ACO Debacle Exposes Obamacare's Fatal Conceit (Guest Opinion)

Jun 03, 2011

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Obamacare's number-one idea for improving health care quality and reducing costs is to promote something called "accountable care organizations" in Medicare. That effort is sinking like a stone, because it – like the rest of this sweeping law – is premised on the fatal conceit that government experts can direct the market better than millions of consumers making their own decisions.

"Accountable care organizations" is jargon for the radical concept that when doctors and nurses actually talk to each other about shared patients, there will be fewer mix-ups, less duplication and patients will receive better, more convenient care at a lower cost. Markets created the first ACOs, including Kaiser Permanente, more than six decades ago.

The federal government, in contrast, has long tried to ensure that nothing so sensible ever happens. For nearly five decades, Medicare regulations have financially penalized doctors who coordinate care. The Medicare Payment Advisory Commission reports that Medicare regulations are "largely neutral or negative towards quality" and sometimes pay providers "even more when quality is worse," like when poor coordination injures Medicare patients.

Obamacare supporters say the solution to this failure of centralized economic planning is … more centralized economic planning. The law therefore authorizes Medicare to encourage care-coordinating ACOs. 

Medicare's idea of encouragement is this: If doctors and hospitals invest substantial resources to form an ACO, and better care coordination reduces the amount they bill Medicare, then the ACO will get to keep part of the savings.

"Here's a flash for the policy wonks pushing ACOs," writes industry expert Robert Laszewski. "They only work if the provider gets paid less for the same patient population. Why would they be dumb enough to voluntarily accept that outcome?"

The Mayo Clinic, the Cleveland Clinic and 93 percent of multi-specialty physician groups are not that dumb.  In what the Associated Press called an "unusual rebuke," they and other providers that President Obama has hailed as models for his ACO program have refused to participate in it.

Many of the recalcitrant providers gladly participated in a similar program launched by the Bush administration, and this week we learned why: that program failed to produce any significant savings for taxpayers. They now want Obama's ACO program to cough up more money before they will participate.

How much more?  A survey of Swiss doctors is not encouraging. It found "general practitioners will require a pay increase of up to 40 percent before they are willing to accept coordinated care." Hospitals claim their start-up costs would be ten times higher than Medicare bureaucrats estimate. 

A frantic Obama administration took less than a week to capitulate. It told providers like the Mayo Clinic, in effect, "Name your price." It is also "considering" whether other ACOs "could receive an advance on the shared savings they are expected to earn." The administration promises to recoup those up-front subsidies, you know, later.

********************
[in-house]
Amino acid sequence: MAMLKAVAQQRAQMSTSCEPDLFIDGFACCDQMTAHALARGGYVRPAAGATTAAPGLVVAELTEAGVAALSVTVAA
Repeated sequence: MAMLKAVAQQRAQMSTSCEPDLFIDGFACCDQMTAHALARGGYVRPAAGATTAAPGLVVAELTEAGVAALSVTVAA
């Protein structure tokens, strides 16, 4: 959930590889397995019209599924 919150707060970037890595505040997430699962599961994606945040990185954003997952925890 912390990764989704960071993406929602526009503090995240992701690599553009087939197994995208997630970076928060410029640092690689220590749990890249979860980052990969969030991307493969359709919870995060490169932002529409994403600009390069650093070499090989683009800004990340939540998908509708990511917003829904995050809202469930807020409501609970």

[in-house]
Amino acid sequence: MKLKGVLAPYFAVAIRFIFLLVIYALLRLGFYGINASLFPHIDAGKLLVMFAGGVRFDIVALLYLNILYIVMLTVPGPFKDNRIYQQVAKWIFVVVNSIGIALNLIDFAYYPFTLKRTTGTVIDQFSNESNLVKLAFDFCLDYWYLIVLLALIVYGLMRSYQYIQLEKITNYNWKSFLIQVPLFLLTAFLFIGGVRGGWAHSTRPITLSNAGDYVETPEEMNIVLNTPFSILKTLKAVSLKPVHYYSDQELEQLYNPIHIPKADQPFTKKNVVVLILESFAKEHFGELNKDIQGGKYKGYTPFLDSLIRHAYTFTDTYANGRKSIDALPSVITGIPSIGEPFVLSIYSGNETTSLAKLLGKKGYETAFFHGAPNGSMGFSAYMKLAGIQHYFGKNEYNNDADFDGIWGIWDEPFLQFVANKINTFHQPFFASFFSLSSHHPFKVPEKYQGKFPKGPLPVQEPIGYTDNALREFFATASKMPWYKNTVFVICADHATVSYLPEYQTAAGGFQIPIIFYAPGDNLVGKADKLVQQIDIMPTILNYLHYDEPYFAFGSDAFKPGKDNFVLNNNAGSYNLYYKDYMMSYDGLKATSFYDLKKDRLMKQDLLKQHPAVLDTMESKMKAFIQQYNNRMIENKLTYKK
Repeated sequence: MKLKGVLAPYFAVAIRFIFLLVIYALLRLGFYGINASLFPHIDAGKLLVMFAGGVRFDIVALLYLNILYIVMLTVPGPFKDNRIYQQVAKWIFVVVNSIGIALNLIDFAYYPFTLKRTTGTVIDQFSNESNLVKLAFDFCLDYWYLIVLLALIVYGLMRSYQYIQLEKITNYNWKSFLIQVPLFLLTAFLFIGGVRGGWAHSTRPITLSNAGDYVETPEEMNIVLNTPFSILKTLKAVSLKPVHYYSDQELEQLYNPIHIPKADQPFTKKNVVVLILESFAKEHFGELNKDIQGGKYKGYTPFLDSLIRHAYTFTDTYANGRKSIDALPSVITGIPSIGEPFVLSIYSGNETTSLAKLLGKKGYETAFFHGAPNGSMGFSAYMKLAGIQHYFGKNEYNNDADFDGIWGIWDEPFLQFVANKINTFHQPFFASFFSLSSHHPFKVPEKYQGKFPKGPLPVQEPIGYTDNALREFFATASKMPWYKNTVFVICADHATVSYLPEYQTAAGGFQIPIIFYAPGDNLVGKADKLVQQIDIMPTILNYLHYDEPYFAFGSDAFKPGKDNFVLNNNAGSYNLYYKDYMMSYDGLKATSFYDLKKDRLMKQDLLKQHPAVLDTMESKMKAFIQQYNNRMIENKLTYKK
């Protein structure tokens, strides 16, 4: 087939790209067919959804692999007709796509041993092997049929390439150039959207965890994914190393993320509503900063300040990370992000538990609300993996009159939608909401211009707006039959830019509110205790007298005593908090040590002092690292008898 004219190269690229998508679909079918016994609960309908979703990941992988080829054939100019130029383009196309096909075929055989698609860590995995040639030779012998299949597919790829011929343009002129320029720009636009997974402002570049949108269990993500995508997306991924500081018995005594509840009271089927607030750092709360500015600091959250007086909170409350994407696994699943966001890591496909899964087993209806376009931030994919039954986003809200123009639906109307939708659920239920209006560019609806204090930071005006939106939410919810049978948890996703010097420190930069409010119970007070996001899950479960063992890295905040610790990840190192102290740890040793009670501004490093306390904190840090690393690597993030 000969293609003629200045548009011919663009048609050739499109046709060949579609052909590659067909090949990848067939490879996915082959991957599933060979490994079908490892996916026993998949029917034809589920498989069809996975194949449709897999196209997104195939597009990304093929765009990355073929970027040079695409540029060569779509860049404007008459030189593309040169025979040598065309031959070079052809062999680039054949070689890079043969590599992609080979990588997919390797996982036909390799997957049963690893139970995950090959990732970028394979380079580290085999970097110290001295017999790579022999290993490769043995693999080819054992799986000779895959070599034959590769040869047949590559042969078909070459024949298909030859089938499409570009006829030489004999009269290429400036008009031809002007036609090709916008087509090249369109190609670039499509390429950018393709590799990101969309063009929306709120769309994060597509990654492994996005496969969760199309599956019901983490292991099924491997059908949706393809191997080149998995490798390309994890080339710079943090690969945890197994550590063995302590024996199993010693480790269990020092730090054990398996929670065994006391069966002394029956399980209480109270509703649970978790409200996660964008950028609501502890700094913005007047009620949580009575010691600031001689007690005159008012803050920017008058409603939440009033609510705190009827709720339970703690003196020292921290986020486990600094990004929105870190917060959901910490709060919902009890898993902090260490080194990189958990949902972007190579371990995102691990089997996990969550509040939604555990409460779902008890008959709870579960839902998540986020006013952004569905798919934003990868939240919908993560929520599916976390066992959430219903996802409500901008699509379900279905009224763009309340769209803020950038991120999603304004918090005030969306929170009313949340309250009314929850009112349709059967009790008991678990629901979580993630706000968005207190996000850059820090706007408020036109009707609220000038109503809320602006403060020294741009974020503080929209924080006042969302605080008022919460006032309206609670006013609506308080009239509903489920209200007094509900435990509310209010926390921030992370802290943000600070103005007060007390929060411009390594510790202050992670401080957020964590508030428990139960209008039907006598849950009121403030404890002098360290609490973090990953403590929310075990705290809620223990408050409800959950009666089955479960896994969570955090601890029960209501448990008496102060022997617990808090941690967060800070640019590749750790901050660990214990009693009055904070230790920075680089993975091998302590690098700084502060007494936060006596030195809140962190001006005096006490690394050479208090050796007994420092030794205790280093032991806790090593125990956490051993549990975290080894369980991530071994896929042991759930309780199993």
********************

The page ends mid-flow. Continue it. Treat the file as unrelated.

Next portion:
When purchasing health care, the government should do what it can to improve quality while reducing costs. But this latest debacle once again demonstrates that for all its immense purchasing power, Medicare is paradoxically powerless to do so. Why? Because greater efficiency necessarily means that low-quality/high-cost providers will get less money, and those providers all hire lobbyists to protect their Medicare subsidies.

Inefficient providers have effectively killed nearly every pilot program that previous administrations promised would make Medicare more efficient. Suppliers of wheelchairs and other medical equipment have blocked efforts to reduce the inflated prices Medicare pays them. The industry has killed or sabotaged at least four federal agencies dedicated to researching which medical treatments don't work.

Obamacare's new comparative-effectiveness agency, countless pilot programs and even its "Independent Payment Advisory Board" – a rationing board supposedly insulated from the influence of industry lobbyists – will suffer the same fate.

The only way to improve quality while reducing costs is to give patients the incentive and the power to say "no" to inefficient providers. The Medicare reforms that passed the House don't go as far as they should, but they are a good start. 

For one thing, they would do a better job of promoting ACOs. The House reforms build on Medicare Advantage, which already gives one fifth of Medicare enrollees the freedom to choose their own health plan.  Kaiser Permanente CEO George Halvorson says the new law's ACO program "is not as good as" Medicare Advantage when it comes to promoting accountable care.

And he should know something about that.

Michael F. Cannon is director of health policy studies at the Cato Institute and coauthor of Healthy Competition: What’s Holding back Health Care and How to Free It